Coded green.

Saturday 9 June 2001

Young pines

Pic of the day: Would you believe how these young pines have been stretching their new shots in the air? Even though it still feels like spring here, what with the chilly winds. And for good measure, I noticed these on my way home after reading on the bus about the Accursed Forest (in Magi'i of Cyador by L.E. Modesitt Jr). OK, so these pines do not grow an arm's lenght a day, but it's still so fast it seems to border on the supernatural...


When I was a boy, the forest just was there. I was aware that trees were somewhat less permanent than rocks, but not by much. The main difference was that the trees lost their leaves in the fall, and got them back in the spring. But even that was just the way things were.

I don't know when I started to see forests differently, or why. I guess as I live longer, time speeds up, in a way. And the forest begins to move. When time was slower, the trees seemed like dead objects. Now, they move. They grow from tiny seedlings to mighty trunks, each year showing new branches. The various trees compete for light, their scarce resource; but they also cooperate, shielding each other against the winds.

When I come into the forest, it is like entering a different world. The wind dies off, and the sounds change. The air smells different, and it feels different too: Cooler on a hot day, milder on a cold. The forest is like a biosphere of its own, with its own climate and its own life.

The trees are the workers and rulers of the forest, but it teems with other life too: From the tiny flowers that carpet the ground in spring, to the armies of insects that eat their fill of leaves in early fall, unaware of their coming doom. Birds flitter and twitter around, and occasionally a hare or a small deer runs away among the bushes.

I know it is just a concept, a sum of experiences. But I feel like I can actually sense the life in the forest around me. In an almost mystic way, I am awed by the sum total of lifeforce in the verdant cathedral that kindly allows me to roam its paths. And in those years when the forest suffers from drought and the rains wait, I have felt the thirst of the trees like a soundless moan around me, like a prayer without words from the silent congregation.


In fantasy literature, forests often hold a special place. There are two kinds of forests there: The generic wilderness, which contains trees and shrubs along with various other decorations. And the real forest. The real forest is dense, so dense that it seems to be able to cut off anyone who dares enter it, and swallow them forever. The great forests are sentient, and they are not happy. They want revenge for the fires and the axes, and they do not tolerate men easily. The forest is slow to anger, but once it strikes back, it does so with terrible force. Those who enter the angry forest are never seen again.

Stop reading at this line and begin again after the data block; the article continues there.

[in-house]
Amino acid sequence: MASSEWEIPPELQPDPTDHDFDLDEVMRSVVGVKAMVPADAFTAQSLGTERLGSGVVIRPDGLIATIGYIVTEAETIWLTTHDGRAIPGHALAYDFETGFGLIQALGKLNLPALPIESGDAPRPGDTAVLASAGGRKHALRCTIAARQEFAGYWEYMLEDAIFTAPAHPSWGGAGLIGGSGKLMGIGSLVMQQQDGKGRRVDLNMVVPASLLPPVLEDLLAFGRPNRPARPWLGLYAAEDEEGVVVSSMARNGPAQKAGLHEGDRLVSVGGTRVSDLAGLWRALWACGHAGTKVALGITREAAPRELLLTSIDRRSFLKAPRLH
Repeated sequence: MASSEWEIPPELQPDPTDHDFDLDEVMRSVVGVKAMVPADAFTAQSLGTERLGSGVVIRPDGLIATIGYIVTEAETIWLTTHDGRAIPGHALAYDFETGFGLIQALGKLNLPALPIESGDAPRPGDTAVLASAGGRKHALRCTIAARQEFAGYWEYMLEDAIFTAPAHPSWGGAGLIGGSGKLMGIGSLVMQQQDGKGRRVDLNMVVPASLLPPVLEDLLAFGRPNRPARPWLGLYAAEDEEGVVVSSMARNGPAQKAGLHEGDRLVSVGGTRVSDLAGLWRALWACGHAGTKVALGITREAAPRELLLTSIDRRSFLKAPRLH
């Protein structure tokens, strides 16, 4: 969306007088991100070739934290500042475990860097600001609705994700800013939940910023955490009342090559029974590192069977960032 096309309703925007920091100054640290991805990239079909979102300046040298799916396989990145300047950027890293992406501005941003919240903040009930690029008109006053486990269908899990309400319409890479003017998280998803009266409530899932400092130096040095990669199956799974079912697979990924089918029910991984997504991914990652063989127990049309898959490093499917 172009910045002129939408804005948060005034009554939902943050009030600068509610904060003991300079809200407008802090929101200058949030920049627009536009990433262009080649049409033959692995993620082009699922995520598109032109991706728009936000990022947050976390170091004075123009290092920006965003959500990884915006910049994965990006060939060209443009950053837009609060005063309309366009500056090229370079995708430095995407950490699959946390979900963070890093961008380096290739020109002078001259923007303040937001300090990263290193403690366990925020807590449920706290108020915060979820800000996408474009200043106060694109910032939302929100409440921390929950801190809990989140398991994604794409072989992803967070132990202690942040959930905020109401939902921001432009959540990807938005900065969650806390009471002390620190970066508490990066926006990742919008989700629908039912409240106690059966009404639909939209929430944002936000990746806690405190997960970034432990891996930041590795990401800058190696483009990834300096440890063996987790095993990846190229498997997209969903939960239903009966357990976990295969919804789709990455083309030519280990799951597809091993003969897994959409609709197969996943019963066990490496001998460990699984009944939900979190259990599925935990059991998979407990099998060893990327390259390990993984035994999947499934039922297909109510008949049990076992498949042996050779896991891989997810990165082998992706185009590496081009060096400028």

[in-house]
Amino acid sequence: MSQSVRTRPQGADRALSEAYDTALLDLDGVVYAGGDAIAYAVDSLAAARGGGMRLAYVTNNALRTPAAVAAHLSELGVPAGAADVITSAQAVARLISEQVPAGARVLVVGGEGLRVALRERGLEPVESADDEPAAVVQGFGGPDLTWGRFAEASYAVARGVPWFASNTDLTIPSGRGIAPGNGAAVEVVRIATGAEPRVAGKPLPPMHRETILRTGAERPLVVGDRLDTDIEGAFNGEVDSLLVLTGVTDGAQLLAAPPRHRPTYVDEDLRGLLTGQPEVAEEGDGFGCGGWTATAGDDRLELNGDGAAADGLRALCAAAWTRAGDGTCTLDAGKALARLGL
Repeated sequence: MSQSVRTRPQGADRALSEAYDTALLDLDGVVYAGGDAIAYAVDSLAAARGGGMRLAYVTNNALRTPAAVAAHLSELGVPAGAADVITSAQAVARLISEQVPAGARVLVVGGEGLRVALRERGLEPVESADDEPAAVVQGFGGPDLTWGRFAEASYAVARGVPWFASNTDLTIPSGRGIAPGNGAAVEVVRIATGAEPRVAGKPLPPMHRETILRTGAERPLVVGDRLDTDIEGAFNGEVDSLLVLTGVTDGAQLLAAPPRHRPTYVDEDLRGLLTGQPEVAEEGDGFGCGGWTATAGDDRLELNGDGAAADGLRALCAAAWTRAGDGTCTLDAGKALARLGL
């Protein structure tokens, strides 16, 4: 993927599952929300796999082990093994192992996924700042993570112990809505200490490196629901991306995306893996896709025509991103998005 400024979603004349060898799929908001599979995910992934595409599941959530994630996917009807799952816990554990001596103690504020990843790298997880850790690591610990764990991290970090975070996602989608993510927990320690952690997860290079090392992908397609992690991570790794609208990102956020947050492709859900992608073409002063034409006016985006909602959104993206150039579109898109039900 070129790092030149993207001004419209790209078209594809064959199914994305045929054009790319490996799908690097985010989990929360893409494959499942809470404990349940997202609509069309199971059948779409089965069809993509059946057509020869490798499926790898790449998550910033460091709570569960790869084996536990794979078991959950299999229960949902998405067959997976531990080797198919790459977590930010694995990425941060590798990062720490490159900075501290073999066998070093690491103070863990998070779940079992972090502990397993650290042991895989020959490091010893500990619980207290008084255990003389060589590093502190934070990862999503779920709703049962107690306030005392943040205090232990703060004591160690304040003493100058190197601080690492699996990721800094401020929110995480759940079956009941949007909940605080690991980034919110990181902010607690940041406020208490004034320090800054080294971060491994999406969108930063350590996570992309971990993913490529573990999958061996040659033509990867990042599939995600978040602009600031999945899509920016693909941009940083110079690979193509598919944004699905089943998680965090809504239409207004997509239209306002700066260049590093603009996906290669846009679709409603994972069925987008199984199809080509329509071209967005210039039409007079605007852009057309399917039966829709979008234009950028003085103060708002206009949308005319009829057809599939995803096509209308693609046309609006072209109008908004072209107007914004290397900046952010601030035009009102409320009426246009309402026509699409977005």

In real life, forests don't strike back. They grow back. I cannot make any promises for the tropical rain forests, sadly. But I know that up here in Norway, forests are very keen on growing back. They have no fear of humans whatsoever, and will happily grow right up to your house unless you clear the area regularly. And if you leave an old farm alone for just a couple years, new small trees sprout in the fields. Give them a few more years, and many fields will have become forest again. Roots breach the foundations of the houses, and soon only a pile of stones show where there was once a home.

There are a couple obvious reasons why the forests are spreading here. They are, you see. The milder climate (hard to believe on a day like today, but there it is). More carbon dioxide in the atmosphere. CO2 is food for plants, quite apart from its moderate greenhouse effect. I'd say that it also helps to not have people cutting down the trees as fast as they can grow up ... I suspect in a densely populated country, forests might have more trouble than here. But I read that they are growing on most of the northern hemisphere. Then again, this is not where the population boom is, anymore. And those who live here, are not as fond of axe and fire as our ancestors were.


I have repeatedly mentioned the computer game Black & White, and its motto "Find out who you really are". Well, I think I have found it out now. You see, one of the basic resources in the game is wood, and it tends to be the scarcest one. The villagers will cut down any forests except "parks" inside the village, and the computer opponents will also nab any trees they can get. While I like to pick trees, find the best soil for each type, plant them and water them. The trees multiply fairly quickly when watered, well at least the nordic types of trees. If not disturbed by opponents and that mewling creature of mine, I can spend a lot of time planting, watering, and shaping my new forests.

Incidentally, planting and watering is considered slightly good, which may be why I still have a very light gray and pretty tower. But I have to admit that when the villagers come running (yes, their legs go like drumsticks) with their axes while my trees are still babies ... well, thoughts of flying villagers and human sacrifice do cross my mind. So, I guess I've found out what I really am ... Neither black nor white, but green.

Branches spread and tree trunks grow
through rain and heat and snow and cold:
Though wide world's wind untimely blow,
and earthquakes rock and cliff unseal,

my leaves grow green and seedlings bloom
since days before the Earth was old
and Time began its walk to doom,
the Forests worlds' bare rock anneal,

forbidding dusty waste and death.
I am the Land's Creator's hold:
I inhale all expiring breath
and breathe out life to bind and heal.

(The Forestal's song from The Illearth War by Stephen Donaldson.)

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